By Ivy Lewis, Staff Writer
U.S. General Mark Milley contacted Chinese military leader General Li Zuocheng twice in the final months of the Trump administration to mitigate tensions and reduce the risk of a possible war, according to reports in the book Peril by Washington Post editor Bob Woodward, and journalist Robert Costa.
The report states that Milley, chairman of the Joint Chiefs of Staff, called Li of the People’s Liberation Army first on Oct. 30, 2020 and again on Jan. 8, 2021.
The first call was alleged to have taken place four days before the 2020 election, prompted by Milley’s review of an intelligence briefing, suggesting that the Chinese government thought the U.S. might attack China.
“General Li, I want to assure you that the American government is stable and everything is going to be OK,” Milley reportedly told Li.“We are not going to attack or conduct any kinetic operations against you.”
In addition to assuring Li that the U.S. would not conduct military operations against China, Milley stressed that he would communicate any plans of attack ahead of time.
“If we’re going to attack, I’m going to call you ahead of time. It’s not going to be a surprise,” he said.
The second call allegedly took place on Jan. 8, two days after the Capitol Hill riots in response to Trump’s election loss. In this call, Milley attempted to sooth Li’s concerns that Trump might attack China.
“We are 100% steady. Everything’s fine. But democracy can be sloppy sometimes,” he allegedly stated in the call.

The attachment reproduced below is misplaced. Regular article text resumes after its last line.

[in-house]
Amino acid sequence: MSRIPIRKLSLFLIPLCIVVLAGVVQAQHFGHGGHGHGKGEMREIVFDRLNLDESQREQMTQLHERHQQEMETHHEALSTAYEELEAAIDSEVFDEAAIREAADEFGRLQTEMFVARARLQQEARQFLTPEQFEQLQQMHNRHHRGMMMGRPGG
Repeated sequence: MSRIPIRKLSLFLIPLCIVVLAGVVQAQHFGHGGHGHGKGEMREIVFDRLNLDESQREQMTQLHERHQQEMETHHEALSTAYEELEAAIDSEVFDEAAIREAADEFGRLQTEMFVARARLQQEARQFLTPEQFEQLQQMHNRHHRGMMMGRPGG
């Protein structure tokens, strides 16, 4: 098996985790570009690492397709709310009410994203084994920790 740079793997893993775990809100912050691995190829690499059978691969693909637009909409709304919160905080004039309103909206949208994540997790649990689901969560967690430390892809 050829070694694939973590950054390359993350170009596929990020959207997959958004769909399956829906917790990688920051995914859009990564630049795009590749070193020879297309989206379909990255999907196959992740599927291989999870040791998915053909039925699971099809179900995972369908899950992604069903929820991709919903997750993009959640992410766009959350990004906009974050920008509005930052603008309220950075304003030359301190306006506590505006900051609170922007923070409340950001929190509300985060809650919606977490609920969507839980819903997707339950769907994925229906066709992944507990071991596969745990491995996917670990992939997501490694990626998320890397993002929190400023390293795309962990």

Li reportedly remained concerned that the U.S. might be planning to engage in military action against China, leading Milley to contact the admiral overseeing the U.S. Indo-Pacific command and recommend that the U.S. postpone training in the Asia and Pacific region.
Milley also arranged a meeting with senior military officers to discuss the procedure for launching nuclear weapons. He attempted to persuade military officers to swear an oath to involve Milley if Trump tried to launch nuclear weapons.
Milley’s spokesman, Col. Dave Butler, stated that Milley’s calls were necessary to fulfill his responsibilities as the most senior uniformed advisor to the president and to the secretary of defense.
“His calls with the Chinese and others in October and January were in keeping with these duties … in order to maintain strategic stability,” he said.
“All calls from the chairman to his counterparts, including those reported, are staffed, coordinated and communicated with the Department of Defense and the interagency,” he said.
Former president Trump responded to the report, calling Milley’s actions “treasonous” and denying any intention of attacking China.
“Milley never told me about calls being made to China. From what I understand, he didn’t tell too many other people either,” he said.
“He put our country in a very dangerous position, but President Xi knows better and would’ve called me. Milley is a complete nutjob!”
Milley has been defended and criticized on largely partisan grounds.
Sen. Marco Rubio, R-Fla., argued that Milley inappropriately revealed classified national security details in his calls to Li, putting the U.S. at risk and setting a worrying precedent.
“Milley has attempted to rationalize his reckless behavior by arguing that what he perceived as the military’s judgment (was) more stable than its civilian commander. It is a dangerous precedent that could be asserted at any point in the future,” he said.
Sen. Dick Durbin, D-Ill., defended Milley, arguing that there were fears among politicians that Trump’s increasingly erratic behavior would lead to increased tensions and war.
“I was not the only senator who more than once told Gen. Mark Milley we were counting on him to be the last grown-up in the room if President Trump went entirely off the rails. It was a genuine concern,” he said.